Last month’s Design in Business Week events around the country invited audiences to delight their customers by finding what they need rather than what they want.
Market research tells you what people want, but finding what they need takes controlled observation of what people do plus intuitive empathy in the design process. Market research measures the now, and design adds new possibilities, alternatives and solutions. The argument is that marketing or sales managers should not be the only point of contact to the customer.
In Barcelona at Centaur Exhibitions’ Design Forum and in Leeds at a DIBW session, we heard how adverse research findings were ignored in favour of a hunch that something would work (and it did). In Leeds, Pat Gregory of Black Sheep Breweries delighted the audience with his tale of faith in ‘expensive designers from London in yellow spectacles whose work we didn’t much like at first’. But he had the honesty to realise the innovative direction in which those designers took him was a core component of his company’s subsequent success.
One issue common to both the Barcelona and Leeds events was that of decisions. How do companies know which of the concepts on the table is the right one? We should trust designers, they have broad vision and an independent standpoint. If the designer is challenging, and we don’t like what we hear, it gets trickier. Remember Apple Computer’s Jonathan Ive saying to his board, ‘if you liked what I’m doing, I’d know it was wrong’.
Elmwood chairman Jonathan Sands spoke in Leeds of how he tried to work with clients he knew would appreciate his work and have a shared understanding of the customer. The trust and empathy between company and design, whether external or internal, is crucial in the connection between business and customer.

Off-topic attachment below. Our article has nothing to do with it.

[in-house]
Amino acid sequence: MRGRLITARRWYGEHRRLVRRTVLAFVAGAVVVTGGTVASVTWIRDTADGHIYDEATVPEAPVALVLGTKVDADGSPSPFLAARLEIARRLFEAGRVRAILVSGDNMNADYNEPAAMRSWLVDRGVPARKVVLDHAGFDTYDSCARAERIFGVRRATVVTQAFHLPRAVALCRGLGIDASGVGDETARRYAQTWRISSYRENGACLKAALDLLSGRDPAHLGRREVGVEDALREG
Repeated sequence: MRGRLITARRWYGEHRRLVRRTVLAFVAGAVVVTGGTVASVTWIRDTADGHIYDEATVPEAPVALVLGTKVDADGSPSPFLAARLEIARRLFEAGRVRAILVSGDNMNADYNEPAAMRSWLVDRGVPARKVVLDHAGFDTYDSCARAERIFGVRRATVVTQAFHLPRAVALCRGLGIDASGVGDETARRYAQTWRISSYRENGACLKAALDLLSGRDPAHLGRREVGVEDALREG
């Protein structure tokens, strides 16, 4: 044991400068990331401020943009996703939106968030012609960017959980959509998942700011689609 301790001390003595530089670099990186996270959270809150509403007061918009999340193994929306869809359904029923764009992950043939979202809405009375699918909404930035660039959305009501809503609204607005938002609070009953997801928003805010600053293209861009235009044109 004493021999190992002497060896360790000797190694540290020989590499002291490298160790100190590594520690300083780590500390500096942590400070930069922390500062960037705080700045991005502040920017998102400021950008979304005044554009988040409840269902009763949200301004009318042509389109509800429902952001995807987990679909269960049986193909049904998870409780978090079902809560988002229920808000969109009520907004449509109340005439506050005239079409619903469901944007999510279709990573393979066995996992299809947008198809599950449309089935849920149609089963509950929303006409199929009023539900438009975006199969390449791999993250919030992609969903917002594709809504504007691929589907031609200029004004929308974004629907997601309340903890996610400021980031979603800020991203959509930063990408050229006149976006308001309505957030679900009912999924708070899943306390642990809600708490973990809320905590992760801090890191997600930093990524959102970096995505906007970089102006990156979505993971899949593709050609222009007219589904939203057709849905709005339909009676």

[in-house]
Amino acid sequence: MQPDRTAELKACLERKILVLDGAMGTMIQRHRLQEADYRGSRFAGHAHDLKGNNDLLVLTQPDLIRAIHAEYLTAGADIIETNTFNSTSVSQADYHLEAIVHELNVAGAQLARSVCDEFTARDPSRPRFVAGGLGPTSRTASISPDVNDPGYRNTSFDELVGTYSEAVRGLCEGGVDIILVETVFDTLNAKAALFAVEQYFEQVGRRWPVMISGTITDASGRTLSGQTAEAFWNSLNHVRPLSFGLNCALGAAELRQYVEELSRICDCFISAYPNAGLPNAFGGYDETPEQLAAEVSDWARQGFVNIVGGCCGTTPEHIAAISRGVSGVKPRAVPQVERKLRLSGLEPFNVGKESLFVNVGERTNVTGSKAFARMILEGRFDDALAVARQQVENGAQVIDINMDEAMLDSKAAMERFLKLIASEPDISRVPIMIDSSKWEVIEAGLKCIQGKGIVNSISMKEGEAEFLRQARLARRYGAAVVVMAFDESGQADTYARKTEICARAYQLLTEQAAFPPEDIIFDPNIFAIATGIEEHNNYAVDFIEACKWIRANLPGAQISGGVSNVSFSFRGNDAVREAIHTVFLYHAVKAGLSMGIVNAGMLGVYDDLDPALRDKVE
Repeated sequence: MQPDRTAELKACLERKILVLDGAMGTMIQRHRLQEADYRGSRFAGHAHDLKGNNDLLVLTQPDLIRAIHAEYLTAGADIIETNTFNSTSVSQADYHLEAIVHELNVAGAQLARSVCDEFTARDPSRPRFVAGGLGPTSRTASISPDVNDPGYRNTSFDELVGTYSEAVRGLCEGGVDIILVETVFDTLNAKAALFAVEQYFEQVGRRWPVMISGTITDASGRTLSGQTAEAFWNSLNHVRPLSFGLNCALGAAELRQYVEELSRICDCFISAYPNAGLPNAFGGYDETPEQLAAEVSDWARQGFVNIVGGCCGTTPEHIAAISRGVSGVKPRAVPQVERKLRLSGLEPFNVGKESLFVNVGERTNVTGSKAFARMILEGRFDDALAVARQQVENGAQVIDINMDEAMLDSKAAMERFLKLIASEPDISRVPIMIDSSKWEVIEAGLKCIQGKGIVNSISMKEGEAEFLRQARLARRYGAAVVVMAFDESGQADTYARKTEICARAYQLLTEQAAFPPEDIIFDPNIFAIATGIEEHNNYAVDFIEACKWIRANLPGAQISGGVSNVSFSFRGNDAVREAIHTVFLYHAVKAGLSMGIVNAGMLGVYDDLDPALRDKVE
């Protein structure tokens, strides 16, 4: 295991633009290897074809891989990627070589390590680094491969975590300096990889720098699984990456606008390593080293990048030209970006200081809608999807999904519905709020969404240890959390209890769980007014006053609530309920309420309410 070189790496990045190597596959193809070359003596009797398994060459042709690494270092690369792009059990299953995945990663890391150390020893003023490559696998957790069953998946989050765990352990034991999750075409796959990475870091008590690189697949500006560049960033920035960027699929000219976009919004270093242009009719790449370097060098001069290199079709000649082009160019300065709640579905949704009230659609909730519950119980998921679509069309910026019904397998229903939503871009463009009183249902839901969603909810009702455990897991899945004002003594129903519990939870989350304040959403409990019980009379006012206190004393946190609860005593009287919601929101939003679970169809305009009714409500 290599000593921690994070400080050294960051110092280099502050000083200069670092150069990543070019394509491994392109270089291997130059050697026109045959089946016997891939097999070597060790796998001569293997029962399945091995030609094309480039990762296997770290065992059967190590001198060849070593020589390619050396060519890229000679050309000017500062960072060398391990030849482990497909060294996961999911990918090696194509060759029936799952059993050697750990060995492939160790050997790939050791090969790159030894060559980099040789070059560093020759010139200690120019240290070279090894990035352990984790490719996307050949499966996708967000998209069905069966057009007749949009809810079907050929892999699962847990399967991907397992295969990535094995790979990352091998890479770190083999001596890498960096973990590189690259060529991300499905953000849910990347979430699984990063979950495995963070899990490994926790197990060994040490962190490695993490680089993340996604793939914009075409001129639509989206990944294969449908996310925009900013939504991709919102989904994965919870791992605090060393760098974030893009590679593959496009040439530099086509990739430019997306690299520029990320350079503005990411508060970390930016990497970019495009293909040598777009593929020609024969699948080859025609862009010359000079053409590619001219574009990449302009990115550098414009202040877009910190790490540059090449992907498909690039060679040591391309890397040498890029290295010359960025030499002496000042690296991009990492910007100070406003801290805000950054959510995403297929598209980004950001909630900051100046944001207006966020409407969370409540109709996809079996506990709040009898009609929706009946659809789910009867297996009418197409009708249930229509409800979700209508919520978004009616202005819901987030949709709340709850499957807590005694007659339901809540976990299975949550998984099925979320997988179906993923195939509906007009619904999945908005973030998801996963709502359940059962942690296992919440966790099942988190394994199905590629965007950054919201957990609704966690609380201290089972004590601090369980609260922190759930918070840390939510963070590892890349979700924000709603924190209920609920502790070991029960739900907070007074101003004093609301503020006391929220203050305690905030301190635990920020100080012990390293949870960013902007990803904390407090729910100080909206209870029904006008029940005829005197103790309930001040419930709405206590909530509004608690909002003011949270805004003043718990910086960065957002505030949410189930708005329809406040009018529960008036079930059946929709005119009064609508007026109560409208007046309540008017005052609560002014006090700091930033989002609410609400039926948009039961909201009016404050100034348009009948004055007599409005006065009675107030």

This trust can be fragile, placing a huge burden on design. Designers are placed in crucial situations often without the internal mechanisms to deliver a total customer experience. If something goes wrong, it’s easy to blame the designer, resulting in peak and trough design activities with little strategic direction.
Now large design groups that took the strategic high ground find it tough. Their relationships suddenly seem fragile and the resulting downturn as rapid as was growth. A plethora of smaller groups then replace the bigger ones from which they came. Many of their clients will be disconnected from their design strategies and investment in design lost.
One of the few silver linings of the current cloud is that in-house design teams seem to survive. Perhaps it is easier to consider in-house design as an investment rather than a cost. This may offer a solution to future sustainability of both the design profession and strategic design within companies.
James Dyson, in a speech marking the 21st anniversary of the Royal College of Art’s Industrial Design Engineering course, argued that in product design real innovation, championing of the user and empathy with suppliers and distributors is only possible if the designer is inside the organisation. This might be the key to a heightened strategic role for design that could be the long-term answer to recession-sensitive design businesses.
In Barcelona design groups were not impressed by the case for in-house design as the brand champion or in any way rightful owner of corporate values. How can they understand what people really think, they said. In-house designers are too close to company politics to see the wood for the trees.
It is time to move on from the antipathy between designers inside and outside a company. The strategic role of design in shaping the way a business behaves, communicates and delivers needs strong internal representation and ownership. In-house designers must be open to fresh ideas and creative benchmarking from consultancies. Consultancies must go further than just accepting the internal managing role of in-house resources, they need to nurture it, or create it where it doesn’t exist.
Design is the way to delight the customer, but we need to find ways to help decisions on design become strategic rather than leaps of faith. Consultancies, marketing, design managers and in-house design resources have vital roles to play. If design consultancies forced their clients to invest in internal design resources, a more balanced design industry would have more internal champions to help it and their clients ride the storms.